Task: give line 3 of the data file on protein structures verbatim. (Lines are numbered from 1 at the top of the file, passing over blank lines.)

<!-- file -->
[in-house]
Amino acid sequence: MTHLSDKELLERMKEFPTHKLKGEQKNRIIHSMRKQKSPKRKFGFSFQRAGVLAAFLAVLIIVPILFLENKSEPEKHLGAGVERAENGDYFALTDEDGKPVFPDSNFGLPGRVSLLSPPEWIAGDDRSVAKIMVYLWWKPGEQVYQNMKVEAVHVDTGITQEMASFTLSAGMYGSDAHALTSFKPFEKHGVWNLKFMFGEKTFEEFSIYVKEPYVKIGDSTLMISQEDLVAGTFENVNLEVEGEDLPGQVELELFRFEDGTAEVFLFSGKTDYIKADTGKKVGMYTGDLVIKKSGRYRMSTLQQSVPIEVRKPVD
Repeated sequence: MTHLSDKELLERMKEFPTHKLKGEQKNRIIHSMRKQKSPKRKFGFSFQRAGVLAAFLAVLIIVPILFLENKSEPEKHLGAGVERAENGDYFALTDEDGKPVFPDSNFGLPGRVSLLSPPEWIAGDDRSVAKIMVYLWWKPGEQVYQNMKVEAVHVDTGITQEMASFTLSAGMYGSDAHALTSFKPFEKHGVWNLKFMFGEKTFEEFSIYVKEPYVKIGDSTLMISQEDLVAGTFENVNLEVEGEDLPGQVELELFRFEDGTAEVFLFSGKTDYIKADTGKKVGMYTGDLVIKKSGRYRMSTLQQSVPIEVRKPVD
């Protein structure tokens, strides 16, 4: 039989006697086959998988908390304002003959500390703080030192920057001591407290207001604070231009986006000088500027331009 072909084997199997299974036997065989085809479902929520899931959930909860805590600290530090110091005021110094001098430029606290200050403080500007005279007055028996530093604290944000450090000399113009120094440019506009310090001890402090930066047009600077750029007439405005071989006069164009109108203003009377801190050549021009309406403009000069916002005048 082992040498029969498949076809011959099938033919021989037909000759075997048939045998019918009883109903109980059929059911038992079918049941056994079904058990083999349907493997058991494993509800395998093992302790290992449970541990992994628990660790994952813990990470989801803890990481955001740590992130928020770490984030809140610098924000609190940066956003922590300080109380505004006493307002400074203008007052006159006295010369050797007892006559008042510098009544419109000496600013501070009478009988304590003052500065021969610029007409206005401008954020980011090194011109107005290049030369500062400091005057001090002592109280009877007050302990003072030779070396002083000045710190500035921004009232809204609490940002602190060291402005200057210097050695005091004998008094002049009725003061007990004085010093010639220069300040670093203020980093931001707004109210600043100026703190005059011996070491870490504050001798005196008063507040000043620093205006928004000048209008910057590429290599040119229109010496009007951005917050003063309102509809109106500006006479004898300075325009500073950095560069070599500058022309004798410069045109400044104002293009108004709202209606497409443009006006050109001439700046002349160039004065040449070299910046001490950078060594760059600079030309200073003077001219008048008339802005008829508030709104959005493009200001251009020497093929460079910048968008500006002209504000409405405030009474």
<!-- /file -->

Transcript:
Repeated sequence: MTHLSDKELLERMKEFPTHKLKGEQKNRIIHSMRKQKSPKRKFGFSFQRAGVLAAFLAVLIIVPILFLENKSEPEKHLGAGVERAENGDYFALTDEDGKPVFPDSNFGLPGRVSLLSPPEWIAGDDRSVAKIMVYLWWKPGEQVYQNMKVEAVHVDTGITQEMASFTLSAGMYGSDAHALTSFKPFEKHGVWNLKFMFGEKTFEEFSIYVKEPYVKIGDSTLMISQEDLVAGTFENVNLEVEGEDLPGQVELELFRFEDGTAEVFLFSGKTDYIKADTGKKVGMYTGDLVIKKSGRYRMSTLQQSVPIEVRKPVD